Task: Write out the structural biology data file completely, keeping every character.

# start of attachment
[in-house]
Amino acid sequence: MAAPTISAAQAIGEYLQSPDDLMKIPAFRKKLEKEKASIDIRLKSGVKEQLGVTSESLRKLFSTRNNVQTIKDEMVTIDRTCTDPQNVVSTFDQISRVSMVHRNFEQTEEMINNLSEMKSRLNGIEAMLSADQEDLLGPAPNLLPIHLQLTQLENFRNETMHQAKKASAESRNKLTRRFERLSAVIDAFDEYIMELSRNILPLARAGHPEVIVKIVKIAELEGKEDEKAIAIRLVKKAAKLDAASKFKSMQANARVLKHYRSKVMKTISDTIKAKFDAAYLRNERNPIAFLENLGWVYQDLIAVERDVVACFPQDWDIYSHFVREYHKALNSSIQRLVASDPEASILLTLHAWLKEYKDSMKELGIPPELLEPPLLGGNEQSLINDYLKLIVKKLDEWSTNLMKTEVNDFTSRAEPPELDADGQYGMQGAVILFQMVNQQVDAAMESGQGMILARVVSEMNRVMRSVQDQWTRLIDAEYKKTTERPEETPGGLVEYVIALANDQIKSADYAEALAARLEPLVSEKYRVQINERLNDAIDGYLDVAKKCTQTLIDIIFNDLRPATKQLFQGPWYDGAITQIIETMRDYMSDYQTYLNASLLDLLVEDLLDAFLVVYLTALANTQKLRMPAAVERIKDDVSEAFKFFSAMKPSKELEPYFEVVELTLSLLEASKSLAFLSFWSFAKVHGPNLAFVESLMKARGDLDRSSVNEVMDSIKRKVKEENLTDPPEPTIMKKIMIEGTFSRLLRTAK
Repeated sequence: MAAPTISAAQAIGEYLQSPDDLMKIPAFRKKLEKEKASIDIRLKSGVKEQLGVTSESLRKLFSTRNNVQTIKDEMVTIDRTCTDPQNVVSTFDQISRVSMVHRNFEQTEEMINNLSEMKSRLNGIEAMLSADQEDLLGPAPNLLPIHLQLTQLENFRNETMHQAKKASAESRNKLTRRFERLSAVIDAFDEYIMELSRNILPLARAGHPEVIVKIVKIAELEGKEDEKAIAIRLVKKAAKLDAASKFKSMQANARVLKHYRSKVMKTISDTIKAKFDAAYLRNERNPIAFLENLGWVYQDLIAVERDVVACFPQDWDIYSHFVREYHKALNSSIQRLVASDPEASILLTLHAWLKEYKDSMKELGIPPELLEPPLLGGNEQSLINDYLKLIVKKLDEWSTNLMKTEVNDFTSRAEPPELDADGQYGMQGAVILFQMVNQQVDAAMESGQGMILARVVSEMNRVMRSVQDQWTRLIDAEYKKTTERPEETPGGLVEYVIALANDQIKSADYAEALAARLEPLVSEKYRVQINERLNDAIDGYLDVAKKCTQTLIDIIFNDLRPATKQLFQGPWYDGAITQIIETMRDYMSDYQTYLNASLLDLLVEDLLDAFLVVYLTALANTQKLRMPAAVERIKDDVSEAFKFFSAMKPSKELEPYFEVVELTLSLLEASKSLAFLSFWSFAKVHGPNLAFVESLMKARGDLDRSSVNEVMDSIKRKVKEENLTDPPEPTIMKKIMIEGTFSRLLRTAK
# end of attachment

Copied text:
[in-house]
Amino acid sequence: MAAPTISAAQAIGEYLQSPDDLMKIPAFRKKLEKEKASIDIRLKSGVKEQLGVTSESLRKLFSTRNNVQTIKDEMVTIDRTCTDPQNVVSTFDQISRVSMVHRNFEQTEEMINNLSEMKSRLNGIEAMLSADQEDLLGPAPNLLPIHLQLTQLENFRNETMHQAKKASAESRNKLTRRFERLSAVIDAFDEYIMELSRNILPLARAGHPEVIVKIVKIAELEGKEDEKAIAIRLVKKAAKLDAASKFKSMQANARVLKHYRSKVMKTISDTIKAKFDAAYLRNERNPIAFLENLGWVYQDLIAVERDVVACFPQDWDIYSHFVREYHKALNSSIQRLVASDPEASILLTLHAWLKEYKDSMKELGIPPELLEPPLLGGNEQSLINDYLKLIVKKLDEWSTNLMKTEVNDFTSRAEPPELDADGQYGMQGAVILFQMVNQQVDAAMESGQGMILARVVSEMNRVMRSVQDQWTRLIDAEYKKTTERPEETPGGLVEYVIALANDQIKSADYAEALAARLEPLVSEKYRVQINERLNDAIDGYLDVAKKCTQTLIDIIFNDLRPATKQLFQGPWYDGAITQIIETMRDYMSDYQTYLNASLLDLLVEDLLDAFLVVYLTALANTQKLRMPAAVERIKDDVSEAFKFFSAMKPSKELEPYFEVVELTLSLLEASKSLAFLSFWSFAKVHGPNLAFVESLMKARGDLDRSSVNEVMDSIKRKVKEENLTDPPEPTIMKKIMIEGTFSRLLRTAK
Repeated sequence: MAAPTISAAQAIGEYLQSPDDLMKIPAFRKKLEKEKASIDIRLKSGVKEQLGVTSESLRKLFSTRNNVQTIKDEMVTIDRTCTDPQNVVSTFDQISRVSMVHRNFEQTEEMINNLSEMKSRLNGIEAMLSADQEDLLGPAPNLLPIHLQLTQLENFRNETMHQAKKASAESRNKLTRRFERLSAVIDAFDEYIMELSRNILPLARAGHPEVIVKIVKIAELEGKEDEKAIAIRLVKKAAKLDAASKFKSMQANARVLKHYRSKVMKTISDTIKAKFDAAYLRNERNPIAFLENLGWVYQDLIAVERDVVACFPQDWDIYSHFVREYHKALNSSIQRLVASDPEASILLTLHAWLKEYKDSMKELGIPPELLEPPLLGGNEQSLINDYLKLIVKKLDEWSTNLMKTEVNDFTSRAEPPELDADGQYGMQGAVILFQMVNQQVDAAMESGQGMILARVVSEMNRVMRSVQDQWTRLIDAEYKKTTERPEETPGGLVEYVIALANDQIKSADYAEALAARLEPLVSEKYRVQINERLNDAIDGYLDVAKKCTQTLIDIIFNDLRPATKQLFQGPWYDGAITQIIETMRDYMSDYQTYLNASLLDLLVEDLLDAFLVVYLTALANTQKLRMPAAVERIKDDVSEAFKFFSAMKPSKELEPYFEVVELTLSLLEASKSLAFLSFWSFAKVHGPNLAFVESLMKARGDLDRSSVNEVMDSIKRKVKEENLTDPPEPTIMKKIMIEGTFSRLLRTAK